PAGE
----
A benefit of artificial scents, according to Dr. Jones, is that you can reduce the negative factors and increase the positive stimulation by their presence on a lure.
Since the greatest impact of odor stimuli to baits is on slow-moving baits I wanted to also get my friend Roy Greer's input. Roy, as you may recall from a Texas Pro article I wrote, is a fishery's biologist by training who left the fisheries management area and began the Weedless Lure Company which is now headquartered at Lake Fork. Roy markets a product called jig Juice as a spray-on additive for lures. His main products are jigs, spoons, and a tail spinner lure (Tail Kicker). He believes in spraying an additive on all three lures. Remember all three are usually fished as slow moving baits that are kept in the strike zone for extended periods of time thus allowing the fish greater time to "smell" the bait.
Actually, Roy believes any additive serves both to mask human and other odors as well as give off a food appeal.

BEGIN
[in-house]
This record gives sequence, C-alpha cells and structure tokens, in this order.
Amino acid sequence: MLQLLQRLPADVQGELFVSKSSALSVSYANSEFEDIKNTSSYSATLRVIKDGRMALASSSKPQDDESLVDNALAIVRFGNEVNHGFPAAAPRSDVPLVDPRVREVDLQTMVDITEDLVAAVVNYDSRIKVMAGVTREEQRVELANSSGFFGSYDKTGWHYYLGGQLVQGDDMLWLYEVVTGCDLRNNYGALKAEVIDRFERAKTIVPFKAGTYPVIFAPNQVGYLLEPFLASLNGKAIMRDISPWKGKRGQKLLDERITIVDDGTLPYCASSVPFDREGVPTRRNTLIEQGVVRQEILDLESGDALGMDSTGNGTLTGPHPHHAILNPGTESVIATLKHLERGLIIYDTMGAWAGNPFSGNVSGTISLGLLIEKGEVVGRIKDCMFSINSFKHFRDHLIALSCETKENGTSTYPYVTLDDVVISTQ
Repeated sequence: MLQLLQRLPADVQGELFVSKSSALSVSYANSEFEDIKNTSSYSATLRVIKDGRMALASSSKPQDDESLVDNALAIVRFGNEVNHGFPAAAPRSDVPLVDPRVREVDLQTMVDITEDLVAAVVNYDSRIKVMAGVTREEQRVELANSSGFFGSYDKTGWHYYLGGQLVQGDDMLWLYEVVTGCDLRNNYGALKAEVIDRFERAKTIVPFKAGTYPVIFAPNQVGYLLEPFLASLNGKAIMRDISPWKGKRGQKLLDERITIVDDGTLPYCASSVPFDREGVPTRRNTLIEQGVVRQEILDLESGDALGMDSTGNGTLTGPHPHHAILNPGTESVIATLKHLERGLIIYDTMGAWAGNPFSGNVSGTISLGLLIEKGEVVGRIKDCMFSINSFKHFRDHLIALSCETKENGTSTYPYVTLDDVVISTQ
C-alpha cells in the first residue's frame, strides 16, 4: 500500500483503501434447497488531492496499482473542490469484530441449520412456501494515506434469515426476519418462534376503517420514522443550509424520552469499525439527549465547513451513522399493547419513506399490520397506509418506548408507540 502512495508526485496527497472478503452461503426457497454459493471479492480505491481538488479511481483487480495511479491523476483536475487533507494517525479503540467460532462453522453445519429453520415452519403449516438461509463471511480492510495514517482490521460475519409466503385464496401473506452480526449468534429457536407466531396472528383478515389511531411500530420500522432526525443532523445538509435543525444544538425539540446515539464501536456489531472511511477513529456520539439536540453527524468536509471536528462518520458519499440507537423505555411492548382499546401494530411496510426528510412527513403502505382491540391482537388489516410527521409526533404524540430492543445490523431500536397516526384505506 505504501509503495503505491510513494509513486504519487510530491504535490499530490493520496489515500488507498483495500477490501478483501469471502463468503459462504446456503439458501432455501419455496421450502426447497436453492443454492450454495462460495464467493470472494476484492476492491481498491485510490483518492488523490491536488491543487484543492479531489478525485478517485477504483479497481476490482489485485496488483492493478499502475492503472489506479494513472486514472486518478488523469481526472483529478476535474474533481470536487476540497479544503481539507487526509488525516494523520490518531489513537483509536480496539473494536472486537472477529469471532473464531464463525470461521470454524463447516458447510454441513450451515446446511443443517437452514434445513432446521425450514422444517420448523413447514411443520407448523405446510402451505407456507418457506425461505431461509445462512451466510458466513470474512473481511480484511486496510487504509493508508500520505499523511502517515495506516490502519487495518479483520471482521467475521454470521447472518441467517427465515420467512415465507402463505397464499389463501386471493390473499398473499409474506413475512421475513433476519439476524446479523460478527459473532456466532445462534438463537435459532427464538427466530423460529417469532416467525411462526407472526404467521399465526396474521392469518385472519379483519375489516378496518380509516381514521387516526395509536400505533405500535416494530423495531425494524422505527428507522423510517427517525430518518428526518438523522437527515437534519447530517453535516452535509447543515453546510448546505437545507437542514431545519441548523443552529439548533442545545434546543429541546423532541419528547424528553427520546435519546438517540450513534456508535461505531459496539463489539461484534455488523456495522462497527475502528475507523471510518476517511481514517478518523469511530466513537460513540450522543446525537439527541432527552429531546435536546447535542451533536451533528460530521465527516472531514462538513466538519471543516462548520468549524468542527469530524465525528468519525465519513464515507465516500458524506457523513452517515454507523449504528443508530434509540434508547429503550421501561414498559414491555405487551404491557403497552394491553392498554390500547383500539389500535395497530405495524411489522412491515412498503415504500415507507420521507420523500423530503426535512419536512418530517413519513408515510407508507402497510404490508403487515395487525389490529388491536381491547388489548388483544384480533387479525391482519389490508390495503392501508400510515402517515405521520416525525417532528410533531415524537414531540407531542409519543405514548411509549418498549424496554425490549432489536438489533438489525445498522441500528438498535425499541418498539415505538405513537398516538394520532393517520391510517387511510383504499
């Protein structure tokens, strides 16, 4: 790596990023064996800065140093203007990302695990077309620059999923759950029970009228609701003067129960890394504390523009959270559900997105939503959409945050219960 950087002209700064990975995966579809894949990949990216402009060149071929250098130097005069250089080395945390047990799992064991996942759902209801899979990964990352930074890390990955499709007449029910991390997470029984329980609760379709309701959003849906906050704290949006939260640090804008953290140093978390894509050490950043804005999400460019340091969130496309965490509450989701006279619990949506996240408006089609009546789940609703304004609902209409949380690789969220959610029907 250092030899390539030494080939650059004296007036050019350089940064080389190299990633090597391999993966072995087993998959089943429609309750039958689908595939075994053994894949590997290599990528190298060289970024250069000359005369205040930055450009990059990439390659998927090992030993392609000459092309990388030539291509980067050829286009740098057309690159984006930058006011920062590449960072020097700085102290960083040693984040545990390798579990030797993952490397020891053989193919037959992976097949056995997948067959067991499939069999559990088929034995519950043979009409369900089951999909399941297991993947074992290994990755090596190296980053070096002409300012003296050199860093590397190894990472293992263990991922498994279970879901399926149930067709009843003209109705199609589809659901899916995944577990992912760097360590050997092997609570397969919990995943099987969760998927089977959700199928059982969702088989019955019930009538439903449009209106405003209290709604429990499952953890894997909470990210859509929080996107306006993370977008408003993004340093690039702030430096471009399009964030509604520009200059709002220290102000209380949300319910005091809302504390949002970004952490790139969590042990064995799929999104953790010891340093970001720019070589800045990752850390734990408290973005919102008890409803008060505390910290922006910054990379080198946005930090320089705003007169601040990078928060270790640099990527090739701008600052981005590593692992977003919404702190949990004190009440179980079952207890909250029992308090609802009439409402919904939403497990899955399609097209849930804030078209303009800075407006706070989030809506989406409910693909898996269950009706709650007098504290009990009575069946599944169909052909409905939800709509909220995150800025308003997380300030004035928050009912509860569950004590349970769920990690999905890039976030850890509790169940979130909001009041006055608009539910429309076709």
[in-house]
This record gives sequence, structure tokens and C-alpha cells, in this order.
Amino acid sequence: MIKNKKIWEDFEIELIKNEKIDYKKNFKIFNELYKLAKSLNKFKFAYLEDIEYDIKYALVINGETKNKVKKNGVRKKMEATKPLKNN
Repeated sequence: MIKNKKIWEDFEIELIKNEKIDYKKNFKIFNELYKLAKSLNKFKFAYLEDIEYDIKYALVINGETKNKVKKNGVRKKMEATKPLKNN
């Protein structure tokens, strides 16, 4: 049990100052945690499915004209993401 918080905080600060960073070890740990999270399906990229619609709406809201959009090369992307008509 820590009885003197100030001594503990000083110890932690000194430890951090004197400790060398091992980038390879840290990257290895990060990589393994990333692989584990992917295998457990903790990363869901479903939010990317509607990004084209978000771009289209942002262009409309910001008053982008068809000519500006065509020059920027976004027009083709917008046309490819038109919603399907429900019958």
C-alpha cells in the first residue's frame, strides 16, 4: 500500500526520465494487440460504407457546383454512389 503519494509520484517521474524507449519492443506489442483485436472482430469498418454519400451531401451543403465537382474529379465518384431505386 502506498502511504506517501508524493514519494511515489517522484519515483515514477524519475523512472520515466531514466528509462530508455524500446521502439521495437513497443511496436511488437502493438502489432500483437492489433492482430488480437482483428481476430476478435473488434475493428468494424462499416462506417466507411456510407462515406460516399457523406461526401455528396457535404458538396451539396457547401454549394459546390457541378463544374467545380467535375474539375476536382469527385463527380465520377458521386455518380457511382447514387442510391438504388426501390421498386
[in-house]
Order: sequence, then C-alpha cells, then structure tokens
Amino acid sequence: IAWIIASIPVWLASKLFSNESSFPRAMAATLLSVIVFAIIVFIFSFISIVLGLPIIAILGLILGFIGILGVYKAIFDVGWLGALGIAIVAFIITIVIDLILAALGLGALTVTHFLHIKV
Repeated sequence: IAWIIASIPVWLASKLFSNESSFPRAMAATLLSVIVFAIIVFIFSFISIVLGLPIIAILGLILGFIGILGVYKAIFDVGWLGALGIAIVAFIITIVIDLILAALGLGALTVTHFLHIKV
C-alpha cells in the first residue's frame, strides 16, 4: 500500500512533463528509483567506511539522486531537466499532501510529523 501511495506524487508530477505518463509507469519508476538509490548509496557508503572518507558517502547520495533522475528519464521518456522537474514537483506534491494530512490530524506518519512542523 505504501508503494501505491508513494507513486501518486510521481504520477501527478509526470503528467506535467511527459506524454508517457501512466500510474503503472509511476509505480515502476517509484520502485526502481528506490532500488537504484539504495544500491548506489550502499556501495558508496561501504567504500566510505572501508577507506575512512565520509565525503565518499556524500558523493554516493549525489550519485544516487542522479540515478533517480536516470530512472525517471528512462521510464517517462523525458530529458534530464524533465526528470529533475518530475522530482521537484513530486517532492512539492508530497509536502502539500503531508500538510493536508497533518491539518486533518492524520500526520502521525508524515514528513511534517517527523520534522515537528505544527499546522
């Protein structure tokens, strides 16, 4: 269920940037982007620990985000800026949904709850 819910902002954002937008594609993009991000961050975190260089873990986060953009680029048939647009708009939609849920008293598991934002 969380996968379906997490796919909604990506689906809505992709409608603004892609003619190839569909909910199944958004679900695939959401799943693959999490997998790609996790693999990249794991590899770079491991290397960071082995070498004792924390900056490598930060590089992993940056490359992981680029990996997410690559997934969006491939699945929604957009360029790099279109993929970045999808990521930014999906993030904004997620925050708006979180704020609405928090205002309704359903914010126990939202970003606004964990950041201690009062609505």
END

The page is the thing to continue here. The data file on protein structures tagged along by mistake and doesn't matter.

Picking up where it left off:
The major advantage from his perspective is that fish hold a bait longer and thus this enhances the ability of fisherman to detect strikes. This is not a trivial issue since he is convinced that most folks get five times more strikes than they feel.
His other argument for the importance of odor is offered in that the older a bass becomes, the larger its olfactory lobe and thus its odor detection capability becomes increased. Temper this further with the fact that older bass have a greater wealth of experiences in distinguishing good and bad odors you get the message that he strongly believes in odor enhancers.
Bob Murray of Professional Sporting Goods in New Braunfels also discussed his new entry into the market called Bait React. This product, somewhat like the Berkley strategy, was according to Murray the result of work done on the chemical odor emitted from crayfish. Again the same theme was presented in that an attempt was made to emphasize the "appeal" sent out as the slick from the product spread from the lure.
The message from all those who have developed these products is the same whether using odor enhancers or feeding stimuli, it is very important on slow moving baits.
Having tried several of the products on the same lure with and without the products I can assure you that they are effective in increasing the number of strikes on slow moving baits.
If it works for the pros then the additional time the bass holds on to a slow moving lure with these additives certainly can help individuals who may not have as keen a sense of feel to detect more fish.